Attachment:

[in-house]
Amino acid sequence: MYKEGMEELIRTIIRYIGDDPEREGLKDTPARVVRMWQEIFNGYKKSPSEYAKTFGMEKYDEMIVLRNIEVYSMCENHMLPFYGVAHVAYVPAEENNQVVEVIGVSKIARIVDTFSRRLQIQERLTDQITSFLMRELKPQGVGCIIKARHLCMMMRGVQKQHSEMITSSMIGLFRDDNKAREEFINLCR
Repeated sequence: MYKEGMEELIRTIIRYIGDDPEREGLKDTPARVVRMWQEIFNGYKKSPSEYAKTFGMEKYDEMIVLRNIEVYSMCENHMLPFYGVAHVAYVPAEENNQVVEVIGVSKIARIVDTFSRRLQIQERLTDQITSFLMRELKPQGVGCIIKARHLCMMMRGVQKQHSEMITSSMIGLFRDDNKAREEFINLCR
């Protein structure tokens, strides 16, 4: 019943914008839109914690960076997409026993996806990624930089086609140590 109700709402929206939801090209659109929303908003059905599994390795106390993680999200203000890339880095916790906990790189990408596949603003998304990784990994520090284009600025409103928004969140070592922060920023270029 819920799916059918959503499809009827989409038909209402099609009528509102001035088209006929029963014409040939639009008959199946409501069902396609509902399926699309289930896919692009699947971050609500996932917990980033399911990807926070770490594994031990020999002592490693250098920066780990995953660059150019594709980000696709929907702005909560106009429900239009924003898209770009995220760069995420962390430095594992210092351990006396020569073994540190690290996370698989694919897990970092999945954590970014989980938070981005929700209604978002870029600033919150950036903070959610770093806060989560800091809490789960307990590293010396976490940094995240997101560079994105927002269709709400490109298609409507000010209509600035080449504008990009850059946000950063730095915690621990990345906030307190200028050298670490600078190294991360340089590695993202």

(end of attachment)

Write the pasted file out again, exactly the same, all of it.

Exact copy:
[in-house]
Amino acid sequence: MYKEGMEELIRTIIRYIGDDPEREGLKDTPARVVRMWQEIFNGYKKSPSEYAKTFGMEKYDEMIVLRNIEVYSMCENHMLPFYGVAHVAYVPAEENNQVVEVIGVSKIARIVDTFSRRLQIQERLTDQITSFLMRELKPQGVGCIIKARHLCMMMRGVQKQHSEMITSSMIGLFRDDNKAREEFINLCR
Repeated sequence: MYKEGMEELIRTIIRYIGDDPEREGLKDTPARVVRMWQEIFNGYKKSPSEYAKTFGMEKYDEMIVLRNIEVYSMCENHMLPFYGVAHVAYVPAEENNQVVEVIGVSKIARIVDTFSRRLQIQERLTDQITSFLMRELKPQGVGCIIKARHLCMMMRGVQKQHSEMITSSMIGLFRDDNKAREEFINLCR
């Protein structure tokens, strides 16, 4: 019943914008839109914690960076997409026993996806990624930089086609140590 109700709402929206939801090209659109929303908003059905599994390795106390993680999200203000890339880095916790906990790189990408596949603003998304990784990994520090284009600025409103928004969140070592922060920023270029 819920799916059918959503499809009827989409038909209402099609009528509102001035088209006929029963014409040939639009008959199946409501069902396609509902399926699309289930896919692009699947971050609500996932917990980033399911990807926070770490594994031990020999002592490693250098920066780990995953660059150019594709980000696709929907702005909560106009429900239009924003898209770009995220760069995420962390430095594992210092351990006396020569073994540190690290996370698989694919897990970092999945954590970014989980938070981005929700209604978002870029600033919150950036903070959610770093806060989560800091809490789960307990590293010396976490940094995240997101560079994105927002269709709400490109298609409507000010209509600035080449504008990009850059946000950063730095915690621990990345906030307190200028050298670490600078190294991360340089590695993202």